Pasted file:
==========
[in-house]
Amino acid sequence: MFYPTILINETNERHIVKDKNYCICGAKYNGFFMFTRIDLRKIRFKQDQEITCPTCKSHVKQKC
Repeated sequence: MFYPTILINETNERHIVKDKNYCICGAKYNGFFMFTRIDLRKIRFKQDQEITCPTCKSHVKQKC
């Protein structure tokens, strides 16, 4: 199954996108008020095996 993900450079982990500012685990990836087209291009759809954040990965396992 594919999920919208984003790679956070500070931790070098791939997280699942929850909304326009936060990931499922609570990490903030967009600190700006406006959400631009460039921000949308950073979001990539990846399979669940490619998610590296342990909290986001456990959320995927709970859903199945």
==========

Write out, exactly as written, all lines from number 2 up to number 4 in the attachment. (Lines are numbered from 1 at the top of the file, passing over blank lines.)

Amino acid sequence: MFYPTILINETNERHIVKDKNYCICGAKYNGFFMFTRIDLRKIRFKQDQEITCPTCKSHVKQKC
Repeated sequence: MFYPTILINETNERHIVKDKNYCICGAKYNGFFMFTRIDLRKIRFKQDQEITCPTCKSHVKQKC
């Protein structure tokens, strides 16, 4: 199954996108008020095996 993900450079982990500012685990990836087209291009759809954040990965396992 594919999920919208984003790679956070500070931790070098791939997280699942929850909304326009936060990931499922609570990490903030967009600190700006406006959400631009460039921000949308950073979001990539990846399979669940490619998610590296342990909290986001456990959320995927709970859903199945």